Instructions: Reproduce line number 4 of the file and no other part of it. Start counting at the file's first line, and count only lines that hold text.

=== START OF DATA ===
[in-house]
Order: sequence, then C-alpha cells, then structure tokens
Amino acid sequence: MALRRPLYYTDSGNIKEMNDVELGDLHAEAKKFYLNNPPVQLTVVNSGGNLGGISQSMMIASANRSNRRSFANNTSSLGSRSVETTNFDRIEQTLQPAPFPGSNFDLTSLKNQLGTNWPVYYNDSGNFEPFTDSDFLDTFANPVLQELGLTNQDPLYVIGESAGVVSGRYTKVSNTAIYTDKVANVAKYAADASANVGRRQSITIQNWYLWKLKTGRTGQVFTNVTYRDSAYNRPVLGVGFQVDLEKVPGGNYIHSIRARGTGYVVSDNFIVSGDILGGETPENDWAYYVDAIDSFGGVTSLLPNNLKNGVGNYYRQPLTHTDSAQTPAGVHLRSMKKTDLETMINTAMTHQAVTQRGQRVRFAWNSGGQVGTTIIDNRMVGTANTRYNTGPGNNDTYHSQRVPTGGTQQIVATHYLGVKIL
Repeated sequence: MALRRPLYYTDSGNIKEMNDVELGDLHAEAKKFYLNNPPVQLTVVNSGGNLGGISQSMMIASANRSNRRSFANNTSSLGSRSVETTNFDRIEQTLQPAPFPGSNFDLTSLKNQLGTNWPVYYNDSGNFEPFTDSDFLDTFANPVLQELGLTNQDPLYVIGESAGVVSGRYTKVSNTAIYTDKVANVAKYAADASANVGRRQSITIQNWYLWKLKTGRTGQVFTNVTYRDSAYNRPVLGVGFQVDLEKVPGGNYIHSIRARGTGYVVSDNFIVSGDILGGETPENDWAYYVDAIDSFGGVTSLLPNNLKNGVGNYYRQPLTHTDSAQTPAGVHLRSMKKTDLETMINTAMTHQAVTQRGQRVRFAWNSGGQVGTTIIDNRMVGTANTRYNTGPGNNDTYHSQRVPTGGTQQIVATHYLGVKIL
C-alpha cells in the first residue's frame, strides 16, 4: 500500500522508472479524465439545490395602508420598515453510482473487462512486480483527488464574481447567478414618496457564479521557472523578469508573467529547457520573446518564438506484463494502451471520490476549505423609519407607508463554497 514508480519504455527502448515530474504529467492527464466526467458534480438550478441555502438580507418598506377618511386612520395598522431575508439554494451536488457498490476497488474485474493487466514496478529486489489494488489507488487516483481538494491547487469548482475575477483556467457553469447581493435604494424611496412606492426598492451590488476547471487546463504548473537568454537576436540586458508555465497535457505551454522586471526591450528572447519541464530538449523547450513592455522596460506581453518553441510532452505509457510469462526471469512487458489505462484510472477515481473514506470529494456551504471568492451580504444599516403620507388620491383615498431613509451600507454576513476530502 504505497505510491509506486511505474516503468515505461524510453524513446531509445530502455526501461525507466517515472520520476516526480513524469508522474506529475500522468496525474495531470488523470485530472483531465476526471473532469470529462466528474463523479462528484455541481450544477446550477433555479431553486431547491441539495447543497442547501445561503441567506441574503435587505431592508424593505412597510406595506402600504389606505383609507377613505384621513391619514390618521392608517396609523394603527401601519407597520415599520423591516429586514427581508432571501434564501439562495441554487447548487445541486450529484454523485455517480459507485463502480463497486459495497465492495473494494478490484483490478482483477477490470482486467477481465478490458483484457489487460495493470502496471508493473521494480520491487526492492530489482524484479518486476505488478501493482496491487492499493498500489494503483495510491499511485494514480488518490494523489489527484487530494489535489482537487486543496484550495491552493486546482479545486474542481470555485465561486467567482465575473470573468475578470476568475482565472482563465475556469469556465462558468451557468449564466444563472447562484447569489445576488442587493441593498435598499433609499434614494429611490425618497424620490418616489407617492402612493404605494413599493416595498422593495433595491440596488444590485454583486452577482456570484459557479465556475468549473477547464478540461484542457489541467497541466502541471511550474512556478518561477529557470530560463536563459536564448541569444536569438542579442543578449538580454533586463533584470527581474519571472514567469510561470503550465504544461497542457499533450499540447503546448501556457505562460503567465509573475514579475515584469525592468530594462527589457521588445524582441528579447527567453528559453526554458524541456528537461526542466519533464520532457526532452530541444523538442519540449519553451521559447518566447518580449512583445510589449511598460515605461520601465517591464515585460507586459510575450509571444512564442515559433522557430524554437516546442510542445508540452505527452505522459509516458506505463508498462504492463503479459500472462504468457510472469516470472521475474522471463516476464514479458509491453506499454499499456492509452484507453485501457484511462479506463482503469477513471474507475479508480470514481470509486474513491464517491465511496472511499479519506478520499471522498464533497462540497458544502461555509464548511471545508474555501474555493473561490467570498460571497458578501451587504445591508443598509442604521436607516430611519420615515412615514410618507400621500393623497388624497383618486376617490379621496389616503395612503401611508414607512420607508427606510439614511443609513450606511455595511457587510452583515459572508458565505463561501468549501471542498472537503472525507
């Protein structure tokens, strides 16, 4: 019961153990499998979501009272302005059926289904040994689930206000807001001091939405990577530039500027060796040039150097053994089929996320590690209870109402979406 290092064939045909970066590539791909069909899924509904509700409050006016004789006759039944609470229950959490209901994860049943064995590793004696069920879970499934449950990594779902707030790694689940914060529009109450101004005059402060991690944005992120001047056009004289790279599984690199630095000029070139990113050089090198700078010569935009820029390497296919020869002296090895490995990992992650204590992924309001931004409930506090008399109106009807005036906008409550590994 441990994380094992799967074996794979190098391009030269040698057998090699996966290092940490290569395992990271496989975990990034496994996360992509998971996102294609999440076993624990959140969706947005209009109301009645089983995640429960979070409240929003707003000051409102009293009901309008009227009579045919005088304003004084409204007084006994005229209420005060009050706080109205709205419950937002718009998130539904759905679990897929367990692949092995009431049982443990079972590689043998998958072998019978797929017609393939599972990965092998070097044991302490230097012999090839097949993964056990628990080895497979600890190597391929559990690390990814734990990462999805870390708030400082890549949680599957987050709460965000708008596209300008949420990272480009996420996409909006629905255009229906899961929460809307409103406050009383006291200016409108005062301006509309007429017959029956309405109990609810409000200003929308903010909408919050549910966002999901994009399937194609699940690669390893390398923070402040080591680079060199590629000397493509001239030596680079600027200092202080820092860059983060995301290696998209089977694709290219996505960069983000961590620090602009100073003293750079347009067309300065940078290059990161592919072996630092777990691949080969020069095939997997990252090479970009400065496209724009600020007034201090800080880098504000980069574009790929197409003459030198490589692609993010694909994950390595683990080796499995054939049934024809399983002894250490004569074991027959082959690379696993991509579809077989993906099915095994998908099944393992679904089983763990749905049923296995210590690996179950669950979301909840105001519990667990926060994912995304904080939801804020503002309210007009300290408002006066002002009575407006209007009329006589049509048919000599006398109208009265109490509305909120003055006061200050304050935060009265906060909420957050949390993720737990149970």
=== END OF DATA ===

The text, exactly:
Repeated sequence: MALRRPLYYTDSGNIKEMNDVELGDLHAEAKKFYLNNPPVQLTVVNSGGNLGGISQSMMIASANRSNRRSFANNTSSLGSRSVETTNFDRIEQTLQPAPFPGSNFDLTSLKNQLGTNWPVYYNDSGNFEPFTDSDFLDTFANPVLQELGLTNQDPLYVIGESAGVVSGRYTKVSNTAIYTDKVANVAKYAADASANVGRRQSITIQNWYLWKLKTGRTGQVFTNVTYRDSAYNRPVLGVGFQVDLEKVPGGNYIHSIRARGTGYVVSDNFIVSGDILGGETPENDWAYYVDAIDSFGGVTSLLPNNLKNGVGNYYRQPLTHTDSAQTPAGVHLRSMKKTDLETMINTAMTHQAVTQRGQRVRFAWNSGGQVGTTIIDNRMVGTANTRYNTGPGNNDTYHSQRVPTGGTQQIVATHYLGVKIL